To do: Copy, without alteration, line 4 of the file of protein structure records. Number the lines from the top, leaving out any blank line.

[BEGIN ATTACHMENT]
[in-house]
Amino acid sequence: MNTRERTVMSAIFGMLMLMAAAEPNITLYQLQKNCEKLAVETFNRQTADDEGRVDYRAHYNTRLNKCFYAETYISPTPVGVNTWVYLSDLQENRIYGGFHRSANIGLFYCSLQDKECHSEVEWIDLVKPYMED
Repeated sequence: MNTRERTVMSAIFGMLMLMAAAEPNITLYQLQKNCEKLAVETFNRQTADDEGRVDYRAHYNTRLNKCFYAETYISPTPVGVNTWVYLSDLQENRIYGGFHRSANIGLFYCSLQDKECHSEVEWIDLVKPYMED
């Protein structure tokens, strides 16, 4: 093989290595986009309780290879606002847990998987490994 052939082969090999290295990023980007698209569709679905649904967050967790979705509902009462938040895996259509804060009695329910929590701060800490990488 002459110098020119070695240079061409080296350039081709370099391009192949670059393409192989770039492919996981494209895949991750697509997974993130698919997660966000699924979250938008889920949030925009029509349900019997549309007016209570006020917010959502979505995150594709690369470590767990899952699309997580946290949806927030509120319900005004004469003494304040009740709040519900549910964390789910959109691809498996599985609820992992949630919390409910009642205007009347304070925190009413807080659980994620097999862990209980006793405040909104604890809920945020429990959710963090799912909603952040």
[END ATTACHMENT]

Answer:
């Protein structure tokens, strides 16, 4: 093989290595986009309780290879606002847990998987490994 052939082969090999290295990023980007698209569709679905649904967050967790979705509902009462938040895996259509804060009695329910929590701060800490990488 002459110098020119070695240079061409080296350039081709370099391009192949670059393409192989770039492919996981494209895949991750697509997974993130698919997660966000699924979250938008889920949030925009029509349900019997549309007016209570006020917010959502979505995150594709690369470590767990899952699309997580946290949806927030509120319900005004004469003494304040009740709040519900549910964390789910959109691809498996599985609820992992949630919390409910009642205007009347304070925190009413807080659980994620097999862990209980006793405040909104604890809920945020429990959710963090799912909603952040």